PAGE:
China’s decision to scrap its anti-dumping and countervailing duty cases and a 179 percent tariff on U.S. sorghum has energized U.S. industry officials who hope it’s a sign that U.S.-Chinese trade relations are improving.

Tensions between the two countries are still high, but National Sorghum Producers (NSP) CEO Tim Lust told Agri-Pulse he expects Chinese importers to begin buying U.S. sorghum again soon.

“There have been a lot of challenges with the announcement of the tariff …” Lust said. “A lot of our customers in China were hurt. A lot of the grain trade was hurt. A lot of farmers were hurt with a substantial drop in prices. It’ll take a little while to work through all of that, but we will.”

It was on April 18 that China announced it was slapping anti-dumping duties of 179 percent on U.S. sorghum after a preliminary investigation. The effect was immediate, causing Chinese buyers to cancel orders and halt purchases. Twenty ships full of sorghum were on their way to China when the announcement was made. U.S. sellers, with the help of the U.S. Grains Council, were forced to find new buyers at a discount in Japan, Mexico, Spain and elsewhere.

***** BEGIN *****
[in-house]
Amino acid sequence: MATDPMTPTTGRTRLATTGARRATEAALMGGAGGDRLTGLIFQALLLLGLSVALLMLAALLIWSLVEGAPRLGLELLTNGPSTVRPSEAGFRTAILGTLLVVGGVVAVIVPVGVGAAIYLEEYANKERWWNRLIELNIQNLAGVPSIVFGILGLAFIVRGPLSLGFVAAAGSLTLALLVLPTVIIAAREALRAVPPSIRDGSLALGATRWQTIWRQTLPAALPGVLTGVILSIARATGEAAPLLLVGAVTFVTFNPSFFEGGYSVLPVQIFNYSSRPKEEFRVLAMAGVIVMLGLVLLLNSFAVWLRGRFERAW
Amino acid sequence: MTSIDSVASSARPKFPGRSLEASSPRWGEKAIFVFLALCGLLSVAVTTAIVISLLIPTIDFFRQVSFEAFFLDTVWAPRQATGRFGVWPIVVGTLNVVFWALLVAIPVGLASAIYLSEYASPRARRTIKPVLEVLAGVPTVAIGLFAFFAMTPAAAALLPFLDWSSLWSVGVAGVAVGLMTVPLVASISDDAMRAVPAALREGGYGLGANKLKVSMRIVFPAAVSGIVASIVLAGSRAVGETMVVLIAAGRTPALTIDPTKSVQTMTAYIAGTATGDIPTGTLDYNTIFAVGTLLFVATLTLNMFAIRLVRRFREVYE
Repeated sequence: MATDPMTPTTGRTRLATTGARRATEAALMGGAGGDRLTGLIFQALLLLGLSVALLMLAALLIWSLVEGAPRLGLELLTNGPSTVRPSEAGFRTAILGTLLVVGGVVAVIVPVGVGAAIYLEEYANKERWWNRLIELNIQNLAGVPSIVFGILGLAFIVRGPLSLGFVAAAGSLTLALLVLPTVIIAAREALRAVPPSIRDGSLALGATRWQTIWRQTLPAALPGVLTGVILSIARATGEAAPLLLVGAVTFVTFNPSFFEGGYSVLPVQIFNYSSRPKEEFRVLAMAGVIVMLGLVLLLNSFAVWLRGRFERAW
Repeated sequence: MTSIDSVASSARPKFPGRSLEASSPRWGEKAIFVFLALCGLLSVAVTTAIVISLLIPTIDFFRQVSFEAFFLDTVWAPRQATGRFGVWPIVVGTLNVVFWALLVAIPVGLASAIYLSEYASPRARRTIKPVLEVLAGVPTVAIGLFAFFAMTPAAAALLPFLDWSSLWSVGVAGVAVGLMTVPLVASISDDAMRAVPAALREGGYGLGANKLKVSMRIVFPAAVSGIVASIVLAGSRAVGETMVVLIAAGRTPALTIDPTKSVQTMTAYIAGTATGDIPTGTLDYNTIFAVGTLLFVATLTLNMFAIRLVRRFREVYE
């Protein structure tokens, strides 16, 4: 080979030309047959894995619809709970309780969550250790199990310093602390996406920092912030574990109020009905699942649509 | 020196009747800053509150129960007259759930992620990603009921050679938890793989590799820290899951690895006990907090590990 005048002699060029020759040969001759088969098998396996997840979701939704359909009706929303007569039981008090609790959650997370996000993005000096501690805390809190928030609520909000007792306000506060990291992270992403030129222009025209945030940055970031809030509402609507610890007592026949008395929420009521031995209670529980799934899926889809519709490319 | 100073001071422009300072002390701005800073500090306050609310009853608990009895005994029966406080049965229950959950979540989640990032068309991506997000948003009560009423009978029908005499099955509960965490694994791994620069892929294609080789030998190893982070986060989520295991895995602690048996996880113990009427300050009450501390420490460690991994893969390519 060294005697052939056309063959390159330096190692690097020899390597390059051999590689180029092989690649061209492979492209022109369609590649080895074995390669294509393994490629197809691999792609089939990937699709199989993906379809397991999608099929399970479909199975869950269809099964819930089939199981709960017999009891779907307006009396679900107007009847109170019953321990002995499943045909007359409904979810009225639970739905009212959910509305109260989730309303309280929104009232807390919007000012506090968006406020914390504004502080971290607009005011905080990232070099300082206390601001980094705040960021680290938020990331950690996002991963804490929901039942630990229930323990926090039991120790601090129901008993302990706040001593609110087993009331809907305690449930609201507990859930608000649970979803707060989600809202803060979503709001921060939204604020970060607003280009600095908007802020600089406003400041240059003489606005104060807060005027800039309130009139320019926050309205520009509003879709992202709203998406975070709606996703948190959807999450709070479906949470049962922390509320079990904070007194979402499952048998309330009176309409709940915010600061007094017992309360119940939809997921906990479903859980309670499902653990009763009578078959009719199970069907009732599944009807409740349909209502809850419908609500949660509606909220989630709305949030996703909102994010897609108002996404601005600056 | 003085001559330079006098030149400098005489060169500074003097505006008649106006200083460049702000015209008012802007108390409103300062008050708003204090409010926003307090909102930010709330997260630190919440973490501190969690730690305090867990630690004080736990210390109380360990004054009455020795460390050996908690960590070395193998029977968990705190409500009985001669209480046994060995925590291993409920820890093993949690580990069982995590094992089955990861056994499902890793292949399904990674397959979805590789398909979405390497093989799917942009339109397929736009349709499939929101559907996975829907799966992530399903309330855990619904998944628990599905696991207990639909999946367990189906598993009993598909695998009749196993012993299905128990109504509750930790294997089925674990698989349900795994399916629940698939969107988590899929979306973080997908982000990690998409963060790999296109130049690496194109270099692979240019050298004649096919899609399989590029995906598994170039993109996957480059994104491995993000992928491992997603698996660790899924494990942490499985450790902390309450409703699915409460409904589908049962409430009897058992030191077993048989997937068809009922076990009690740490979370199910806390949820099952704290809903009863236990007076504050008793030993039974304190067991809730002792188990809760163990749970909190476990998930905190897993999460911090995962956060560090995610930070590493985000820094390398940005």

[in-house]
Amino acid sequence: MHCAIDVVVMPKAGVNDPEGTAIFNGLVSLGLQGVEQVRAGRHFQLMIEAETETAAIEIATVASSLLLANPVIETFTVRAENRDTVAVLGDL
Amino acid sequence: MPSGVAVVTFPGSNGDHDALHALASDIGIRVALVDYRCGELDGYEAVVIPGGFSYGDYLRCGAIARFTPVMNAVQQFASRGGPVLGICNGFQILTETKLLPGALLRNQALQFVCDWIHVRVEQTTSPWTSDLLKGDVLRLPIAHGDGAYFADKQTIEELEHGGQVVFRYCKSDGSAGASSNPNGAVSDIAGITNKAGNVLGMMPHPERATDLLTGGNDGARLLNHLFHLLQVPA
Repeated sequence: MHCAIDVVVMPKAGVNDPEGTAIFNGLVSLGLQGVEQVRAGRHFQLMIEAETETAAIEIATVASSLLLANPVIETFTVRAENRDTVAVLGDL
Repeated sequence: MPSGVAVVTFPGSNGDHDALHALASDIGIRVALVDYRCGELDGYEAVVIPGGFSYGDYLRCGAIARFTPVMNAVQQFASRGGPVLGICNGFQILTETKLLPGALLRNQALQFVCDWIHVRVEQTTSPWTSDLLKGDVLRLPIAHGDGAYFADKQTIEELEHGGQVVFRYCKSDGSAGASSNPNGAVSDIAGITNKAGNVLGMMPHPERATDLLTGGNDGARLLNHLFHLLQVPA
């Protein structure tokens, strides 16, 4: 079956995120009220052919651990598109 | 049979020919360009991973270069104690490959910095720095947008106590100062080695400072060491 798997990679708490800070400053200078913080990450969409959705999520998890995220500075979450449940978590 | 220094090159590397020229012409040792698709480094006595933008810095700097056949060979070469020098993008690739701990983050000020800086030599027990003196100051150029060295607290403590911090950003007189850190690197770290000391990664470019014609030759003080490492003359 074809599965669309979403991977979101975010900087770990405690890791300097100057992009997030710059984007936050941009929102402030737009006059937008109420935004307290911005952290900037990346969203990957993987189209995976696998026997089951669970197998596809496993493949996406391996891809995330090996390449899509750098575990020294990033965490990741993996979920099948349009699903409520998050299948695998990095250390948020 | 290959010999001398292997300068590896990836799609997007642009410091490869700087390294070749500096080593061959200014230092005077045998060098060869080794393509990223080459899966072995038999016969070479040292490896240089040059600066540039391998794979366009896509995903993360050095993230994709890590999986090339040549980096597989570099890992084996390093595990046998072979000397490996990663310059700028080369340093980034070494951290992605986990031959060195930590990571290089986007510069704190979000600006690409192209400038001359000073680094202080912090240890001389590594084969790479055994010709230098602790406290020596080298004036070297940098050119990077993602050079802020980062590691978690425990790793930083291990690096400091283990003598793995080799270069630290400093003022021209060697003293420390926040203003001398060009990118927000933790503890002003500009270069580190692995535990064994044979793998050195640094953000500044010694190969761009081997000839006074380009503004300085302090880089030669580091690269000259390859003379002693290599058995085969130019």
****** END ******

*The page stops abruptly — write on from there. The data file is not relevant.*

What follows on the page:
U.S. trade officials widely interpreted China’s action as retaliation for recent U.S. tariffs on Chinese washing machines, solar cells and other goods.

"This is critical good news for U.S. sorghum producers and exporters, and U.S. agriculture as a whole,” said U.S. Grains Council President and CEO Tom Sleight. “Today’s development is also a step in the right direction for U.S.-China trade relations, and we hope it is a platform for further lessening of tensions and challenges facing U.S. grains exports to China."

Relations between the U.S. and China are still tense. New Chinese tariffs on U.S. pork, almonds, oranges, wine and other commodities remain in place in direct retaliation to U.S. tariffs on steel and aluminum. China is also threatening a 25 percent tariff on U.S. soybeans in response to a U.S. plan to hit the Asian nation with levies as punishment for intellectual property theft.

Chinese Vice Premier Liu He is in the U.S. this week to negotiate trade policies with the Trump administration. There’s still a wide gulf between the two countries, but National Sorghum Producers Chairman Don Bloss said Friday he’s hopeful China’s decision on sorghum is a good omen.

“We agree that it is in China’s public interest to terminate these cases, and we look forward to deepening our trade ties with our Chinese partners and customers,” Bloss said. “We hope the dismissal of these cases reflects a lessening of trade tensions as our leaders continue to dialogue. Agricultural production and international trade is one of the United States’ greatest success stories.”